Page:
BOOK REVIEW: Snare – by Lilja Sigurðardóttir @Orendabooks #NordicNoir

Title: Snare
(Reykjavik Noir Trilogy #1)

Author: Lilja Sigurdardottir
Genre: Mystery, Thriller, Crime
First published: October 15th 2015
Publisher: Orenda Books
Finished reading: September 18th 2019
Pages: 276
(Originally written in Icelandic: ‘Gildran’)

“There was no way out. She was still caught in the snare, and the vicious beast had her in its bloody jaws, ready to rip away the most important part of her.”


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Why o why didn’t I pick up this trilogy sooner?!?! I have always loved a foreign (to me) setting in my stories and 2019 is definitely the year I have rediscovered my love for the Nordic noir genre. There is just something about the combination of a darker and mysterious story and the cold and harsh weather often present in Nordic countries that really makes my heart beat faster and the setting often gives the perfect backdrop for a blood chilling read.

The first book of the Reykjavik Noir Trilogy is mostly set, as you might have guessed already from the title, in Iceland and was originally published in that language. A round of applause for the translator Quentin Bates for giving us the opportunity to meet Sonja, Bragi and the rest of the characters with the help of his translation! The description of the setting is detailed and also incorporates two events in recent Icelandic history most people will remember into the plot: the 2008-2009 banking crisis and the 2010 Eyjafjallajökull volcano eruptions that caused chaos in Europe with so many canceled flights and stranded travellers (including myself, as I was just about to go on a trip to the day it started). Snare is set in 2010-2011 and makes references to both events, although the criminal investigation involving Agla and the other important bankers plays a far bigger role in the plot. I personally loved these flashes of real historical references mixed in with the fiction, as it made the story feel even more authentic.

But that is not what I loved most of Snare. That prize goes to main character Sonja, Bragi and the whole drugs smuggling and airport customs angle. I admit I went in blind and it was the most fantastic surprise to find such an original plot! Snare wins a lot of brownie points for the drugs smuggling angle alone, but the interesting, well developed and diverse characters also have a lot to do with the success behind this first book of a trilogy I already know will be a new favorite. Every single main character is thoroughly developed and evolves as the story continues… Each character has its flaws and that makes them feel so much more realistic: especially Sonja and Bragi won me over quickly and I can’t wait to see more of them in the sequel.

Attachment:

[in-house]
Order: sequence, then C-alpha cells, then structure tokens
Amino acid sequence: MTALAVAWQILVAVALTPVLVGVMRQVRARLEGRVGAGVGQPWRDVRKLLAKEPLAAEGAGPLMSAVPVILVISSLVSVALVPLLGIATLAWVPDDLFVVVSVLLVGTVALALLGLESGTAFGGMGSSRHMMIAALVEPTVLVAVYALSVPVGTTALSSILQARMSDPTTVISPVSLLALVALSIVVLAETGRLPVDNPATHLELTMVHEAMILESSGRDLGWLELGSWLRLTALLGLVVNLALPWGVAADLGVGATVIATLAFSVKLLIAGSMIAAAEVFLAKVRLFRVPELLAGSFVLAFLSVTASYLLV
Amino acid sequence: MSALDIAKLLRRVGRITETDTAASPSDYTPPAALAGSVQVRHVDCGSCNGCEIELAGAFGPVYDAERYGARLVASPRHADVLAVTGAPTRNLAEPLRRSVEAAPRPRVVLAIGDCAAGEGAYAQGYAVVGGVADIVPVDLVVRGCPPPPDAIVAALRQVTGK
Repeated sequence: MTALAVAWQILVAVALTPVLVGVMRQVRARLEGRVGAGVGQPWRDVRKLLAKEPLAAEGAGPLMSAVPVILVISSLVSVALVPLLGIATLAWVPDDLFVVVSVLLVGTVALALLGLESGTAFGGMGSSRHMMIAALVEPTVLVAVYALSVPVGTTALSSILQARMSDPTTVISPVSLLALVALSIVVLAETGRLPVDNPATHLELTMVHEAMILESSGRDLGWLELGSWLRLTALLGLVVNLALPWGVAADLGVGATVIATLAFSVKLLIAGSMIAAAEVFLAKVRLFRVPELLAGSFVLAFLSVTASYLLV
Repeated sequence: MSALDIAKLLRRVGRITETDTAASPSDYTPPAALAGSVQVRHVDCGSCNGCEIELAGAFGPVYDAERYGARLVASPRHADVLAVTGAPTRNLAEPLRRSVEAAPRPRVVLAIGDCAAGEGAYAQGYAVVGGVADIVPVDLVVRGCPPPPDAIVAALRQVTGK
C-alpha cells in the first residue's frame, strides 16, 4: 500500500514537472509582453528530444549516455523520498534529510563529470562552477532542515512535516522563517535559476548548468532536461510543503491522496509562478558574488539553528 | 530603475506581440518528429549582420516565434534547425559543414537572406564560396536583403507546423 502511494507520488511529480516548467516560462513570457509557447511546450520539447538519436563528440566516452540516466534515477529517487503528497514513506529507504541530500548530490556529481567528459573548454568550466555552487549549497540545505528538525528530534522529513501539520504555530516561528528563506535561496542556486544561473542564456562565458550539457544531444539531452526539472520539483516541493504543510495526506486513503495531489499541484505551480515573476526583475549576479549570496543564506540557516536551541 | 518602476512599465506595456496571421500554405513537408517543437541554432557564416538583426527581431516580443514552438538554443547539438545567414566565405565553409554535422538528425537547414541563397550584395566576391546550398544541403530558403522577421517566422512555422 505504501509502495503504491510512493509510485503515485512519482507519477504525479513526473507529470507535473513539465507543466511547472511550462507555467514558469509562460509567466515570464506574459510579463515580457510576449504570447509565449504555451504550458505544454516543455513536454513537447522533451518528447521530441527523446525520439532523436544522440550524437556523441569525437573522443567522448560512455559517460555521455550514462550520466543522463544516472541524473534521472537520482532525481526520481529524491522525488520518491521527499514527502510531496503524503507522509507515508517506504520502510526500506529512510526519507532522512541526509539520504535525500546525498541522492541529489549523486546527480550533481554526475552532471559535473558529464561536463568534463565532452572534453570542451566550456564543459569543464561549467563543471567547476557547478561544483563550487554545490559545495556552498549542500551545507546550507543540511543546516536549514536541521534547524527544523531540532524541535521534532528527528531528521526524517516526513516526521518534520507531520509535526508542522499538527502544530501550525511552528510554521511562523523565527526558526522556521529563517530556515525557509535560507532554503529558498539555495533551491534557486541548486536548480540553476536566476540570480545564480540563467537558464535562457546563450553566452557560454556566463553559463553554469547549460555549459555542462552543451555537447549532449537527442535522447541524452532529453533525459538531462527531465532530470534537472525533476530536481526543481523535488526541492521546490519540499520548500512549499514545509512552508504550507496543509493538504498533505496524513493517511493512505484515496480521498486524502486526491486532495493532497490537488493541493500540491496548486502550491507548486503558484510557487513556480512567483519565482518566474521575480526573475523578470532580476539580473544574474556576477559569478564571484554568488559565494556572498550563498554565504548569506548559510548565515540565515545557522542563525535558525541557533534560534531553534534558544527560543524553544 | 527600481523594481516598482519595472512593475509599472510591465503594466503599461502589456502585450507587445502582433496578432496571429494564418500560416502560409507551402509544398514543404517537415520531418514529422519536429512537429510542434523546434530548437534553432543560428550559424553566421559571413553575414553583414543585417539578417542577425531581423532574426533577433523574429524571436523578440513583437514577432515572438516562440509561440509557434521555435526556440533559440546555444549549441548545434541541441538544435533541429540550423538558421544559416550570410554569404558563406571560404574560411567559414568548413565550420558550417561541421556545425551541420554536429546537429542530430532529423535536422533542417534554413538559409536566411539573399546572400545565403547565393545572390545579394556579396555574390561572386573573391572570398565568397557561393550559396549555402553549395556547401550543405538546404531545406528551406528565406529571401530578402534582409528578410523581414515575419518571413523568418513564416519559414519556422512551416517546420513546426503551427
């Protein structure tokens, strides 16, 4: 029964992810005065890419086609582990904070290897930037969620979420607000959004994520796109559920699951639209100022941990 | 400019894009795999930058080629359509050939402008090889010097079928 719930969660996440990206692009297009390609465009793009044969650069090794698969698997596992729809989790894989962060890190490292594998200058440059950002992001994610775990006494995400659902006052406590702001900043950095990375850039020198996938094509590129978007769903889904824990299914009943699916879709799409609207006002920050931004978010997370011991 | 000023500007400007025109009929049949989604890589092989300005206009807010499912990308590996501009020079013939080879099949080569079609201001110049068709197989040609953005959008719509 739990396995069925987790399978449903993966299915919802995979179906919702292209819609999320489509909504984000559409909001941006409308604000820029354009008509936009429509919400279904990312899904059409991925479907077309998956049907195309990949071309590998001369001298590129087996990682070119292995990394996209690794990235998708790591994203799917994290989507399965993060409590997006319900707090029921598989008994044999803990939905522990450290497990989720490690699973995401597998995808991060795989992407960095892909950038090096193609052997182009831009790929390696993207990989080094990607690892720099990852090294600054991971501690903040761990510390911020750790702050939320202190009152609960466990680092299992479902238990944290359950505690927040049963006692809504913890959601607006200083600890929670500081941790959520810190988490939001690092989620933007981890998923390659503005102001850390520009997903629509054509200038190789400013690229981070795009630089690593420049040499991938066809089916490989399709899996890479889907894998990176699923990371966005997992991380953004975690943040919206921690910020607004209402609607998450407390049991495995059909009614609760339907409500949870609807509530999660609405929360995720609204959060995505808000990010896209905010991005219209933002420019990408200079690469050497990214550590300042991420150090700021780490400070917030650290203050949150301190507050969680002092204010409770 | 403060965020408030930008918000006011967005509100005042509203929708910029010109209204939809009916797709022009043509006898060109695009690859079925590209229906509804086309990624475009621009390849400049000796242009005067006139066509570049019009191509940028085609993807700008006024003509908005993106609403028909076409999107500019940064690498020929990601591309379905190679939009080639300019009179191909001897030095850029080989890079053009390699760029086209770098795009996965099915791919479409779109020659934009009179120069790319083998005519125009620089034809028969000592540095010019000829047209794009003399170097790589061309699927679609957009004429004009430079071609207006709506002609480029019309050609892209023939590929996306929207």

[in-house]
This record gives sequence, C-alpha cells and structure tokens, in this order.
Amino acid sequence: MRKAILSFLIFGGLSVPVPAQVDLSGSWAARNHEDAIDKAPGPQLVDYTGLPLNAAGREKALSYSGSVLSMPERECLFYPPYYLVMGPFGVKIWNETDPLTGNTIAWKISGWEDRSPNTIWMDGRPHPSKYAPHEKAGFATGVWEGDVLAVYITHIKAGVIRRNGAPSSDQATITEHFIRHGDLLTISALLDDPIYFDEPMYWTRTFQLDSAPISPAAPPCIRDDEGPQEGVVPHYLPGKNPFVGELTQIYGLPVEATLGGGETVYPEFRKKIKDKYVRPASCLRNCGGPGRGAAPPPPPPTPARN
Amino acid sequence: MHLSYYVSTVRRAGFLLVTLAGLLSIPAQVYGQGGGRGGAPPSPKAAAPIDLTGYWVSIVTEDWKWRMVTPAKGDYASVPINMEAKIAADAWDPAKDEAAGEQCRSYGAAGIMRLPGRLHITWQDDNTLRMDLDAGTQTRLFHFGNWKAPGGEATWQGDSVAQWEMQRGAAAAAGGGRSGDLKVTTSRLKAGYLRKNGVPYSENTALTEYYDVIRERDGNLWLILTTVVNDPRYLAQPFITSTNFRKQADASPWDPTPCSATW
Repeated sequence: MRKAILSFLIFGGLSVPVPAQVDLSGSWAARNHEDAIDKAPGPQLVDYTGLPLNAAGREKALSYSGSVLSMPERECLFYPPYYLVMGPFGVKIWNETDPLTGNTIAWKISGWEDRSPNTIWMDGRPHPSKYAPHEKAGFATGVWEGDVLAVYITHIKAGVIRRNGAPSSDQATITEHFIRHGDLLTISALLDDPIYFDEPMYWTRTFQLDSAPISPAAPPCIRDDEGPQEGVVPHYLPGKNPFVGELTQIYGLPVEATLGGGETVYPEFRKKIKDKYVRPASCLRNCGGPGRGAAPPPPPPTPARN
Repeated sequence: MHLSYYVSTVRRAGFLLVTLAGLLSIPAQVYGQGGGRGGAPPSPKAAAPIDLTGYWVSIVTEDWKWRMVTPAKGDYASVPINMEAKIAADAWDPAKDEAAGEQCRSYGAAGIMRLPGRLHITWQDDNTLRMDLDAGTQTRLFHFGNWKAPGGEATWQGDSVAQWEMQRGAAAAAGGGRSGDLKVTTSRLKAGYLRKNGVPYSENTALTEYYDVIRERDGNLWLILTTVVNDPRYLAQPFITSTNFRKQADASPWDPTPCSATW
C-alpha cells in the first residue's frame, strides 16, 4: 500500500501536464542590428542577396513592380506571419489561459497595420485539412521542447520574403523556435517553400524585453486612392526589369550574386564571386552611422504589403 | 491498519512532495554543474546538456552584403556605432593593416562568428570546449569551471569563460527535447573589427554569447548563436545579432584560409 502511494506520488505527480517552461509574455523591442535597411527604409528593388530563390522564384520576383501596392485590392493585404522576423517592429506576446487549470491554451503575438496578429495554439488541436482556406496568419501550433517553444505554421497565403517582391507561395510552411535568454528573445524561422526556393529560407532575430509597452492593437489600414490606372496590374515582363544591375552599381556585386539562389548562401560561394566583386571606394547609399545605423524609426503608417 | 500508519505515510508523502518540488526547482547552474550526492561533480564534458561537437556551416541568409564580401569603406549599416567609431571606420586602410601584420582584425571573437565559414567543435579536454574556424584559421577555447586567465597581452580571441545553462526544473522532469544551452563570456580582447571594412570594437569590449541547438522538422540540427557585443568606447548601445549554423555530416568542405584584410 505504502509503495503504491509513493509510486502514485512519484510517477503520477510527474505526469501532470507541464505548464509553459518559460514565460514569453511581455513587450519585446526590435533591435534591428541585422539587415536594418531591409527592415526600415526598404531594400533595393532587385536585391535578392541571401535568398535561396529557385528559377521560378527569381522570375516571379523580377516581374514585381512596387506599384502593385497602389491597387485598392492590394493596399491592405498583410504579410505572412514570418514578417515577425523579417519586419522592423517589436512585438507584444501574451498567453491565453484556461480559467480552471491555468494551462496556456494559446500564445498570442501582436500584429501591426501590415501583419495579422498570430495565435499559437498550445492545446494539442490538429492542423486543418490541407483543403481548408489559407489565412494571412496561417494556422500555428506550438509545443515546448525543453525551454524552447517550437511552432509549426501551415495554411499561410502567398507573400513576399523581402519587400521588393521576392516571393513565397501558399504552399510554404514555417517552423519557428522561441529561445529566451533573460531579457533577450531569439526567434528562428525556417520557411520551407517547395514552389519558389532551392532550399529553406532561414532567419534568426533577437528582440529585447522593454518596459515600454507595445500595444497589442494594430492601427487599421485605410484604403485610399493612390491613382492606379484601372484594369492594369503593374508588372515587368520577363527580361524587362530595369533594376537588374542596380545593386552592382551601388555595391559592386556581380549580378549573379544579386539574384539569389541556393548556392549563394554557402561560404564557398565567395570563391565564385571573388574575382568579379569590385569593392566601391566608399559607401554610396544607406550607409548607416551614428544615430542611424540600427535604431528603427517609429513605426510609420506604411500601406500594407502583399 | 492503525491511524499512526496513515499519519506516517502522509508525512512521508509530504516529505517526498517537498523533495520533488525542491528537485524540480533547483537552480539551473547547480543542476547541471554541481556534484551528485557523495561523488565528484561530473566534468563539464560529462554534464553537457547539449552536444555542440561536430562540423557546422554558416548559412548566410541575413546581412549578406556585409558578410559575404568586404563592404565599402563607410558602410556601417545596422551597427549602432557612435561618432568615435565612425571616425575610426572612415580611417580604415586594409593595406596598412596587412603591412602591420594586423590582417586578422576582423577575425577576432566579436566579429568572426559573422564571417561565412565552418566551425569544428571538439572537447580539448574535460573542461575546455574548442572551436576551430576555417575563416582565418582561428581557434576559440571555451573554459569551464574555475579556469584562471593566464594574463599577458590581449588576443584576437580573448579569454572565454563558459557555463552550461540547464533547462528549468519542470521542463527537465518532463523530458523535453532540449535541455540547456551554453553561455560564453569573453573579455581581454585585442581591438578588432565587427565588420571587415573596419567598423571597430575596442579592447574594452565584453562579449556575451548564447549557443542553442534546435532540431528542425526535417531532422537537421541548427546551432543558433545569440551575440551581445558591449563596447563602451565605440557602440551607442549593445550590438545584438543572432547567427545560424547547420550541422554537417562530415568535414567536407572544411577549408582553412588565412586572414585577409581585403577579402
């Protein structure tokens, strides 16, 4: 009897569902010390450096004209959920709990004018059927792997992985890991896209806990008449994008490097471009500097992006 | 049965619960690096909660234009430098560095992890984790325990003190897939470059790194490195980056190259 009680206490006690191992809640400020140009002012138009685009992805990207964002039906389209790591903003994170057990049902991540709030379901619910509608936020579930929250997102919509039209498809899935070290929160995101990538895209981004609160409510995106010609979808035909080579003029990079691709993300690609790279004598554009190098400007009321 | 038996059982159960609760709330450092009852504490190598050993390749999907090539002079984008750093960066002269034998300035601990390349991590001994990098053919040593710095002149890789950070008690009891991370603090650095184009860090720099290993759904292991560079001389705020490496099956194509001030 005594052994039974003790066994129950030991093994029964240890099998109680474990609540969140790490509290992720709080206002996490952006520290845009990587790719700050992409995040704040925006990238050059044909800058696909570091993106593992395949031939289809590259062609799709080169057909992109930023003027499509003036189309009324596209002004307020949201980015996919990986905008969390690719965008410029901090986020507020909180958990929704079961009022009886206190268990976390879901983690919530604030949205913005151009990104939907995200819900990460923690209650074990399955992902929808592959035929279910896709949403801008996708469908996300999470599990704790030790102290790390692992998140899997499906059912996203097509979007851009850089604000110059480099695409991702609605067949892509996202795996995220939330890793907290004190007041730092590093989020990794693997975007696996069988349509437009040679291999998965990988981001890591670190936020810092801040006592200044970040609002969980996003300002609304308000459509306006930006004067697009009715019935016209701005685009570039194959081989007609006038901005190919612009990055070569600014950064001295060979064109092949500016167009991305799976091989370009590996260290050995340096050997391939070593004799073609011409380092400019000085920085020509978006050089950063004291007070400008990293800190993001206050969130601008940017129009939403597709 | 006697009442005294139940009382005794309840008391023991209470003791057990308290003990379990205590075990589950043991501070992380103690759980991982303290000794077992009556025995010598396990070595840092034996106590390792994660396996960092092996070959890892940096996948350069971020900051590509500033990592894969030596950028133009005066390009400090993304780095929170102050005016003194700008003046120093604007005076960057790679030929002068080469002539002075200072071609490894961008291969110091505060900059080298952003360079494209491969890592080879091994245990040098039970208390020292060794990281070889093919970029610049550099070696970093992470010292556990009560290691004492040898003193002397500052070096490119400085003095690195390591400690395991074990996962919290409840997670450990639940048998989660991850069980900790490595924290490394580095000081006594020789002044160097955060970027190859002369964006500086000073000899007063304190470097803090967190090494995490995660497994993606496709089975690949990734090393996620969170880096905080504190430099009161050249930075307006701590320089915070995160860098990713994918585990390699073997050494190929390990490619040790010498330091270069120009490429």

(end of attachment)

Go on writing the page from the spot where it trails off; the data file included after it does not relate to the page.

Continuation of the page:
Snare is not just about drugs smuggling and the corruption investigation; it has so much more to offer… We have the broken family element, the heartbreaking Alzheimer situation with Bragi’s wife, a LGBT angle and a character struggling to come to terms with who she is… We have the danger of the drugs smuggling, the feeling of being trapped in a snare and being in a hopeless and dangerous situation impossible to escape from… On top of that, we have a box filled with plot twists ready to be dropped on you any time, and those twists are well crafted and most definitely will be able to surprise you. The plot is well developed as well and the ending definitely makes me even more excited to pick up the next book soon. The writing is simply a pleasure to the eye! Snare is without doubt an excellent start of a Nordic noir trilogy with a original, exciting and well crafted plot fans of the genre will love. Recommended!


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ARC REVIEW: Here To Stay – by Mark Edwards @amazonpub

Title: Here To Stay
Author: Mark Edwards
Genre: Mystery, Thriller, Suspense
First published: September 1st 2019
Publisher: Thomas & Mercer
Finished reading: September 17th 2019
Pages: 370

“Maybe I couldn’t trust anyone.”

*** A copy of this book was kindly provided to me by Netgalley and Thomas & Mercer in exchange for an honest review. Thank you! ***

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Basically it was Meggy’s review that made me realize I just HAD to read Here To Stay. I’m so glad she first pointed me towards this book, as I have been meaning to try Mark Edwards‘ books for a while now and there is no doubt that this book was everything I hoped for and more. I basically felt uncomfortable and threatened during the whole book, feeling what the main character feels while also just wanting to shake him and tell him to ‘man up’ and do something about his situation. It’s hands down one of the most frustrating stories I’ve had the chance to read this year, but strangly enough this feeling only made me appreciate this story even more.